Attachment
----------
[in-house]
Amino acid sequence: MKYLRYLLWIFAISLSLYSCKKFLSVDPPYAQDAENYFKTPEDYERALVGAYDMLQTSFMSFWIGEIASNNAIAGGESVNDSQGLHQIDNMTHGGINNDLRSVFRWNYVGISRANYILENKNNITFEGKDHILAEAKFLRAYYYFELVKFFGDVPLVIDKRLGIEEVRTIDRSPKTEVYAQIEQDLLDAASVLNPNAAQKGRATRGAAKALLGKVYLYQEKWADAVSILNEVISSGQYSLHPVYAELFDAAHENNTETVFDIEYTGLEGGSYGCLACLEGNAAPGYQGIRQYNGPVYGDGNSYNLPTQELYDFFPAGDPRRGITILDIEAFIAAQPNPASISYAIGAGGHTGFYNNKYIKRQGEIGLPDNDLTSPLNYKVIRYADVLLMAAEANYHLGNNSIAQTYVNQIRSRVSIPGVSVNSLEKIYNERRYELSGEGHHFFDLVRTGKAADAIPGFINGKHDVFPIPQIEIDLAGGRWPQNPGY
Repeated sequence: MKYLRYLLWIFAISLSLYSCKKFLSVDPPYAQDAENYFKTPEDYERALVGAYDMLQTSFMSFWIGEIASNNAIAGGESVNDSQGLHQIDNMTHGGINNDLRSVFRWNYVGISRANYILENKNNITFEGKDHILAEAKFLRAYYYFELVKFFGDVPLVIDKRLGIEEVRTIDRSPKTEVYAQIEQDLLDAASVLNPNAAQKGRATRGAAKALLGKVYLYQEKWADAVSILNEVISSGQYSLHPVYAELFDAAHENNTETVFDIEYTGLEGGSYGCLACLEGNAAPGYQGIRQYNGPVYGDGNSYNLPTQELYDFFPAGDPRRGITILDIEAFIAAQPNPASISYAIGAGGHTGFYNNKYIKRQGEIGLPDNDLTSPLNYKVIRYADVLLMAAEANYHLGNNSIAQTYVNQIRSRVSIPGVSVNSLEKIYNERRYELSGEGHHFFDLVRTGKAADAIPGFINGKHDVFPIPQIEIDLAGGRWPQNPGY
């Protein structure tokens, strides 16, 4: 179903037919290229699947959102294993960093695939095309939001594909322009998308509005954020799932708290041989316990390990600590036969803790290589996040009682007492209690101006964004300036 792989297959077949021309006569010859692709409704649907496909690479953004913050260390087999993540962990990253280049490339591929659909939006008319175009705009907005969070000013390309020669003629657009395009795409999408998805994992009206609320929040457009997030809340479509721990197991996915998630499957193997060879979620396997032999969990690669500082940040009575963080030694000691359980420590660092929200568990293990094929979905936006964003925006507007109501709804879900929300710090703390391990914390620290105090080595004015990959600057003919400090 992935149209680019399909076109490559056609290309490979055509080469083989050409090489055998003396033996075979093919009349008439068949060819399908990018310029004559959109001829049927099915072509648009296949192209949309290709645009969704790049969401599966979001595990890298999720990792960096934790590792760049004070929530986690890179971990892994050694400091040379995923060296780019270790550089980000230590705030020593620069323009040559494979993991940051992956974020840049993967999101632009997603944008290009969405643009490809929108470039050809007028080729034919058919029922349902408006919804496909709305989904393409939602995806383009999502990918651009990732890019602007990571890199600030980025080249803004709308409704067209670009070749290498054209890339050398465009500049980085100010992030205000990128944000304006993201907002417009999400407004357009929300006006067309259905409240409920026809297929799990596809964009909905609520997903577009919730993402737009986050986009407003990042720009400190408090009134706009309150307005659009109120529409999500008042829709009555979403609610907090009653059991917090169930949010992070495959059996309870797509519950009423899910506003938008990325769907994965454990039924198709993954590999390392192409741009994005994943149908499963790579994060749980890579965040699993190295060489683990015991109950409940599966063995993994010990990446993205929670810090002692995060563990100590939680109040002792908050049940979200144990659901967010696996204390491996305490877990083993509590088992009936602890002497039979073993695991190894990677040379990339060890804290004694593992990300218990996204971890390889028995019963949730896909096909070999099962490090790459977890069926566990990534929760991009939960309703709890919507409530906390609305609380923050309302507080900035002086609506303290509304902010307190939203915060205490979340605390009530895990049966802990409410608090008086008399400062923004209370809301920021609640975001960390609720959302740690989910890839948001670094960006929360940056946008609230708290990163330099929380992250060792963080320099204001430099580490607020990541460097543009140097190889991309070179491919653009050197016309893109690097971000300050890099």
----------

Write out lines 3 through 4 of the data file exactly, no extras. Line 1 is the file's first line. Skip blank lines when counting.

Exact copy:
Repeated sequence: MKYLRYLLWIFAISLSLYSCKKFLSVDPPYAQDAENYFKTPEDYERALVGAYDMLQTSFMSFWIGEIASNNAIAGGESVNDSQGLHQIDNMTHGGINNDLRSVFRWNYVGISRANYILENKNNITFEGKDHILAEAKFLRAYYYFELVKFFGDVPLVIDKRLGIEEVRTIDRSPKTEVYAQIEQDLLDAASVLNPNAAQKGRATRGAAKALLGKVYLYQEKWADAVSILNEVISSGQYSLHPVYAELFDAAHENNTETVFDIEYTGLEGGSYGCLACLEGNAAPGYQGIRQYNGPVYGDGNSYNLPTQELYDFFPAGDPRRGITILDIEAFIAAQPNPASISYAIGAGGHTGFYNNKYIKRQGEIGLPDNDLTSPLNYKVIRYADVLLMAAEANYHLGNNSIAQTYVNQIRSRVSIPGVSVNSLEKIYNERRYELSGEGHHFFDLVRTGKAADAIPGFINGKHDVFPIPQIEIDLAGGRWPQNPGY
């Protein structure tokens, strides 16, 4: 179903037919290229699947959102294993960093695939095309939001594909322009998308509005954020799932708290041989316990390990600590036969803790290589996040009682007492209690101006964004300036 792989297959077949021309006569010859692709409704649907496909690479953004913050260390087999993540962990990253280049490339591929659909939006008319175009705009907005969070000013390309020669003629657009395009795409999408998805994992009206609320929040457009997030809340479509721990197991996915998630499957193997060879979620396997032999969990690669500082940040009575963080030694000691359980420590660092929200568990293990094929979905936006964003925006507007109501709804879900929300710090703390391990914390620290105090080595004015990959600057003919400090 992935149209680019399909076109490559056609290309490979055509080469083989050409090489055998003396033996075979093919009349008439068949060819399908990018310029004559959109001829049927099915072509648009296949192209949309290709645009969704790049969401599966979001595990890298999720990792960096934790590792760049004070929530986690890179971990892994050694400091040379995923060296780019270790550089980000230590705030020593620069323009040559494979993991940051992956974020840049993967999101632009997603944008290009969405643009490809929108470039050809007028080729034919058919029922349902408006919804496909709305989904393409939602995806383009999502990918651009990732890019602007990571890199600030980025080249803004709308409704067209670009070749290498054209890339050398465009500049980085100010992030205000990128944000304006993201907002417009999400407004357009929300006006067309259905409240409920026809297929799990596809964009909905609520997903577009919730993402737009986050986009407003990042720009400190408090009134706009309150307005659009109120529409999500008042829709009555979403609610907090009653059991917090169930949010992070495959059996309870797509519950009423899910506003938008990325769907994965454990039924198709993954590999390392192409741009994005994943149908499963790579994060749980890579965040699993190295060489683990015991109950409940599966063995993994010990990446993205929670810090002692995060563990100590939680109040002792908050049940979200144990659901967010696996204390491996305490877990083993509590088992009936602890002497039979073993695991190894990677040379990339060890804290004694593992990300218990996204971890390889028995019963949730896909096909070999099962490090790459977890069926566990990534929760991009939960309703709890919507409530906390609305609380923050309302507080900035002086609506303290509304902010307190939203915060205490979340605390009530895990049966802990409410608090008086008399400062923004209370809301920021609640975001960390609720959302740690989910890839948001670094960006929360940056946008609230708290990163330099929380992250060792963080320099204001430099580490607020990541460097543009140097190889991309070179491919653009050197016309893109690097971000300050890099």